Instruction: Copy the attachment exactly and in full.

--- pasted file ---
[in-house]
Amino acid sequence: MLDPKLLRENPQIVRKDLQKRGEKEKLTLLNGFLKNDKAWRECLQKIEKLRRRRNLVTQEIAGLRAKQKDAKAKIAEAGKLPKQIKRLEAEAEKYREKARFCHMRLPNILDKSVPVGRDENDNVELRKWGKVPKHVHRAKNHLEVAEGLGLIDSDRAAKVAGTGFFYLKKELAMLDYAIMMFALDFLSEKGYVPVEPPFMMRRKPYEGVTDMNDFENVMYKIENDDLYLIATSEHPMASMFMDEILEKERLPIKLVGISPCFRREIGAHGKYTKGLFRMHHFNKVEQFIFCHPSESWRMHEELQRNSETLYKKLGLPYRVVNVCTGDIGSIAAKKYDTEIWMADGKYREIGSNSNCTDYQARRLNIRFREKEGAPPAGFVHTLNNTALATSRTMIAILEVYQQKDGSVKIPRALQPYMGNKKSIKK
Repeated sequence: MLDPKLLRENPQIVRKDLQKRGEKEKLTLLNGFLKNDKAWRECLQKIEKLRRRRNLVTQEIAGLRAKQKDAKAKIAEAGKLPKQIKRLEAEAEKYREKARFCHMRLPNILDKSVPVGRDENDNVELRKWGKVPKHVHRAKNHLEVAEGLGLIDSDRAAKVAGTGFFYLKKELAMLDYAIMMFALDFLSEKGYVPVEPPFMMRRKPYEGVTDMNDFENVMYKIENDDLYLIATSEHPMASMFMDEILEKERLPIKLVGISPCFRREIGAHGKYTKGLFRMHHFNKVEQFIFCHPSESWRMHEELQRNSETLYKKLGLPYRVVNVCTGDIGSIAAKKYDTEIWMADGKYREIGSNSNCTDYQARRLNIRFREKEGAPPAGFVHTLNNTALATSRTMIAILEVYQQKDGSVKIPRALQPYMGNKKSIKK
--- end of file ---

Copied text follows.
[in-house]
Amino acid sequence: MLDPKLLRENPQIVRKDLQKRGEKEKLTLLNGFLKNDKAWRECLQKIEKLRRRRNLVTQEIAGLRAKQKDAKAKIAEAGKLPKQIKRLEAEAEKYREKARFCHMRLPNILDKSVPVGRDENDNVELRKWGKVPKHVHRAKNHLEVAEGLGLIDSDRAAKVAGTGFFYLKKELAMLDYAIMMFALDFLSEKGYVPVEPPFMMRRKPYEGVTDMNDFENVMYKIENDDLYLIATSEHPMASMFMDEILEKERLPIKLVGISPCFRREIGAHGKYTKGLFRMHHFNKVEQFIFCHPSESWRMHEELQRNSETLYKKLGLPYRVVNVCTGDIGSIAAKKYDTEIWMADGKYREIGSNSNCTDYQARRLNIRFREKEGAPPAGFVHTLNNTALATSRTMIAILEVYQQKDGSVKIPRALQPYMGNKKSIKK
Repeated sequence: MLDPKLLRENPQIVRKDLQKRGEKEKLTLLNGFLKNDKAWRECLQKIEKLRRRRNLVTQEIAGLRAKQKDAKAKIAEAGKLPKQIKRLEAEAEKYREKARFCHMRLPNILDKSVPVGRDENDNVELRKWGKVPKHVHRAKNHLEVAEGLGLIDSDRAAKVAGTGFFYLKKELAMLDYAIMMFALDFLSEKGYVPVEPPFMMRRKPYEGVTDMNDFENVMYKIENDDLYLIATSEHPMASMFMDEILEKERLPIKLVGISPCFRREIGAHGKYTKGLFRMHHFNKVEQFIFCHPSESWRMHEELQRNSETLYKKLGLPYRVVNVCTGDIGSIAAKKYDTEIWMADGKYREIGSNSNCTDYQARRLNIRFREKEGAPPAGFVHTLNNTALATSRTMIAILEVYQQKDGSVKIPRALQPYMGNKKSIKK